Bob McConnell wrote on 23/12/2009 14:35:
From: Andy Shellam
And I was pointing out that this would not be a valid
test when there is a caching DNS on the LAN.
I also pointed out how to avoid caching issues - the
comment was aimed at the author of the message before mine.
Too much of the conversation and most of the attribution
was stripped too early for this to be coherent.
Why the negativity? A question was asked and several
possible solutions were provided based on that original
question. All the "conversation" was relevant IMO.
But long before it was done it was impossible to tell who had asked
which questions, who had provided which answers and who had countered
those answers. In several instances, replies appeared to be directed to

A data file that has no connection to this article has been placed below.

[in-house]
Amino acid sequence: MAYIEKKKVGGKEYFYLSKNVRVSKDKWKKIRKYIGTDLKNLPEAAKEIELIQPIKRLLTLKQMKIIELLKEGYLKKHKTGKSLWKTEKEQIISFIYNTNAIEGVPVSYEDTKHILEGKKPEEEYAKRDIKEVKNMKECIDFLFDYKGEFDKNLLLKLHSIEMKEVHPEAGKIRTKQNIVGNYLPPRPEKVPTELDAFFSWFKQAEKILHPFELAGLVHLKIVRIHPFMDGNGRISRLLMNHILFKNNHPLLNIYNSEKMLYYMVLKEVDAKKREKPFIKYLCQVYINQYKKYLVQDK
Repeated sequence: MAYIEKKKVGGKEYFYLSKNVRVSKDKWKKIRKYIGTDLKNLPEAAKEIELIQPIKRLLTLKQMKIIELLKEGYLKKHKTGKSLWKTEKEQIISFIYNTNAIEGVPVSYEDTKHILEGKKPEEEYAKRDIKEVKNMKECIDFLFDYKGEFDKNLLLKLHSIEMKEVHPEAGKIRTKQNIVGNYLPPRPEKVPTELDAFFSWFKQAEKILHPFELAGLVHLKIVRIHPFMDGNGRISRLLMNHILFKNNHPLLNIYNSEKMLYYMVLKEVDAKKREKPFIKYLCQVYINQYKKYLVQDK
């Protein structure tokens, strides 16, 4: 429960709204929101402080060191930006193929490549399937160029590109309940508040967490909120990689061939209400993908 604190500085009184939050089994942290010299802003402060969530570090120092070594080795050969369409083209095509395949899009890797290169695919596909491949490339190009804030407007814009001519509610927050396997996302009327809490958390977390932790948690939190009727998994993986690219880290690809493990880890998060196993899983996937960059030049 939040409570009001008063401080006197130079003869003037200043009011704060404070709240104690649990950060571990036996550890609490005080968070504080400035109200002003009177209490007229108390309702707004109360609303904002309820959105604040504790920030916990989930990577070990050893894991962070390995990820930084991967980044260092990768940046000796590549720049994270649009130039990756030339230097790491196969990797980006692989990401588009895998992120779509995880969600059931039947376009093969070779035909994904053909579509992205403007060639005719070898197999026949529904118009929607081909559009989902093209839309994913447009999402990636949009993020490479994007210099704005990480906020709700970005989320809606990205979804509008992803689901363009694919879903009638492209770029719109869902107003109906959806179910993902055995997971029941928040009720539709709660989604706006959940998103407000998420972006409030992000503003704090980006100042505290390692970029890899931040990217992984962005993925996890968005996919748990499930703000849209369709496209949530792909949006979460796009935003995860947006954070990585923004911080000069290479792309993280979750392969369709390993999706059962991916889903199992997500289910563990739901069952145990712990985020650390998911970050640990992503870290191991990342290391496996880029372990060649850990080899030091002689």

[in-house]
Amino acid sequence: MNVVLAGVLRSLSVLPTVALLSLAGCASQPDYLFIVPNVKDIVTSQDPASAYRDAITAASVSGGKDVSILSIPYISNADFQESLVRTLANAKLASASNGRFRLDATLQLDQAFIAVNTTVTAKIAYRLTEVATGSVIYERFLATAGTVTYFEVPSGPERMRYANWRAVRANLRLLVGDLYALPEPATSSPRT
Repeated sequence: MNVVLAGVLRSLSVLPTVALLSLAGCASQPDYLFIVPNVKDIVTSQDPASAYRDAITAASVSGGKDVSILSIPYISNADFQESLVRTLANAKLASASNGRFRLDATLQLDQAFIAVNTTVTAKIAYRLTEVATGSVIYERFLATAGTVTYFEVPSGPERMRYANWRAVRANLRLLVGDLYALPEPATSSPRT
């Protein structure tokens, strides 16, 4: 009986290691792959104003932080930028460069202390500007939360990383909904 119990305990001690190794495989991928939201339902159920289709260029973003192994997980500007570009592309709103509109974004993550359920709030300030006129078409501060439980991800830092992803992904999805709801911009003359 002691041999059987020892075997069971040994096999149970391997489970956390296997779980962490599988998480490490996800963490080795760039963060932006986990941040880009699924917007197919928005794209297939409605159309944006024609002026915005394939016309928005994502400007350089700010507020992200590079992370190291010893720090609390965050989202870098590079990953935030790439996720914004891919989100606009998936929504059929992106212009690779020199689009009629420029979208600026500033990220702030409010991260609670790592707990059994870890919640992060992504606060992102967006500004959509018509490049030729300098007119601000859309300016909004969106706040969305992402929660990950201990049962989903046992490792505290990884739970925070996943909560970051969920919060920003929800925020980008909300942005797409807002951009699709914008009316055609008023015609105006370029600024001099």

the wrong individuals.
Leaving the above for a reason. I find your answer to Andy rude and
offensive! Remind me not to try to help you next time.
Some people here tend to go way too far when trimming context from
replies. Yes, I know it gets difficult to read when there are more than
ten or twelve levels of attribution, but stripping all but the last
layer is even worse.
No, that's called netetiquette, have a look at:
Quote: "When responding to E-Mail, don't quote the entire original
message in your reply. Only quote the relevant parts, and only to the
extent that they will help orient the recipient on your reply."
(and this mail is not to start a flame war)
Removing the participants names from the top should
be a hanging offense. I don't keep copies of every message in any of the
dozens of mailing lists and news groups I follow, so there is no simple
way to go back through the conversation to figure out where it all came
Well, because _you_ don't wanna follow proper netetiquette doesn't mean
everyone else should violate those rules, does it? :-)
And a merry christmas to you.
Kim Emax - masterminds.dk
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